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    Answer the following questions in your scripture study journal:

    1. What are some trials that you or your friends are facing right now?

    2. In what ways are these trials testing your or their faith?

Read the following statement by Elder Neil L. Andersen of the Quorum of the Twelve Apostles, and mark what he encouraged us to do when we experience trials of our faith:

Andersen, Neil L.

“How do you remain ‘steadfast and immovable’ [Alma 1:25] during a trial of faith? You immerse yourself in the very things that helped build your core of faith [before the trial]: you exercise faith in Christ, you pray, you ponder the scriptures, you repent, you keep the commandments, and you serve others.

“When faced with a trial of faith—whatever you do, you don’t step away from the Church! Distancing yourself from the kingdom of God during a trial of faith is like leaving the safety of a secure storm cellar just as the tornado comes into view” (“Trial of Your Faith,” Ensign or Liahona, Nov. 2012, 40).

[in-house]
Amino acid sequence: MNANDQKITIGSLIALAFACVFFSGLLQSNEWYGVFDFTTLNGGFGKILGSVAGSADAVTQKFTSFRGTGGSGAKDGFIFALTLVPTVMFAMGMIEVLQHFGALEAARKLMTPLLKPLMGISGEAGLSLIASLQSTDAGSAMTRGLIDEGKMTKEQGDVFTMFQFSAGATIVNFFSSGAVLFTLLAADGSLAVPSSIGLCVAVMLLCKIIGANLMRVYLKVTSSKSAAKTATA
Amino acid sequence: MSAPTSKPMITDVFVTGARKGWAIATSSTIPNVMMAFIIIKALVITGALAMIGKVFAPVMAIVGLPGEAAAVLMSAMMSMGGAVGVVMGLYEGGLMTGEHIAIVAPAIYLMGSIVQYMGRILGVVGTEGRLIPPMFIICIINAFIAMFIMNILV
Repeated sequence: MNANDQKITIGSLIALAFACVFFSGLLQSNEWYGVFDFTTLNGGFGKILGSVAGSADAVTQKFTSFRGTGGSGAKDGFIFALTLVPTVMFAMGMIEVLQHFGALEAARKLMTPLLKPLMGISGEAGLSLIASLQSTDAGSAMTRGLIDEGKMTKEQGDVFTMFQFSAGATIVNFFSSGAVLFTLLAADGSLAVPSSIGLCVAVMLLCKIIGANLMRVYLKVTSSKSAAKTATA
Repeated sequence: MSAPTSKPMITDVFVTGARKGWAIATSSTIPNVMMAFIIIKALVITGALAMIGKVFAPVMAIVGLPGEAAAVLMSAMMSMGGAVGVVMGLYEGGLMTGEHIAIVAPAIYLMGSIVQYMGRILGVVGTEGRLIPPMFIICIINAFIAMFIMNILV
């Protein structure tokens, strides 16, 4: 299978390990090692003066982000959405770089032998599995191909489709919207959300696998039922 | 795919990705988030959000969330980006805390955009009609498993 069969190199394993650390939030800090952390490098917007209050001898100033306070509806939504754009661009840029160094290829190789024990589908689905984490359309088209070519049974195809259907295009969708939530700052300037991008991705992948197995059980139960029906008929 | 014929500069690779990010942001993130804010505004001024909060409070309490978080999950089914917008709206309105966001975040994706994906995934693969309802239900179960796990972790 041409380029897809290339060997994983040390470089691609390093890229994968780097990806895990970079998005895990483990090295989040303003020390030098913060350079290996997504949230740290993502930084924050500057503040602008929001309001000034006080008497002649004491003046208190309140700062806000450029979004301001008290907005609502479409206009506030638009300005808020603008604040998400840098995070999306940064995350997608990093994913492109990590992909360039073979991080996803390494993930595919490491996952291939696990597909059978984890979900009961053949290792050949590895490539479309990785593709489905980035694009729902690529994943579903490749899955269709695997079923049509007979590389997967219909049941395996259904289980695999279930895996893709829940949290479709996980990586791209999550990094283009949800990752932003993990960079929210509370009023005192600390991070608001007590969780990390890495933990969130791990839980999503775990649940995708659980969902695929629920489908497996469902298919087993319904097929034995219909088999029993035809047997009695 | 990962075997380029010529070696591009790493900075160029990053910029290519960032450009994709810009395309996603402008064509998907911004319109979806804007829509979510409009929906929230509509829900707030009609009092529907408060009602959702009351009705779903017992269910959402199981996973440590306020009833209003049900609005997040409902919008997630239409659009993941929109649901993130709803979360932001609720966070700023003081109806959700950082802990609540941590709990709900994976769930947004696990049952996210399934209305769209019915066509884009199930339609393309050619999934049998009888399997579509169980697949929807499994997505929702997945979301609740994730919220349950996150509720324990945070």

Why do you think it is important to do the things Elder Anderson encouraged us to do when our faith is being tested?

Read 1 Peter 1:13–17, looking for what Peter encouraged the Saints to do to faithfully endure their trials. Consider marking what you find. The phrase “gird up the loins of your mind” in verse 13 means to prepare yourself.

Read 1 Peter 1:18–21, looking for additional truths Peter taught the Saints to help them faithfully endure their trials rather than abandon their faith.

The following are some truths Peter taught the Saints in these verses: We are redeemed through the precious blood of Jesus Christ. Because Jesus Christ lived a sinless life, He could offer Himself as a perfect sacrifice for us. Jesus Christ was foreordained to be our Redeemer.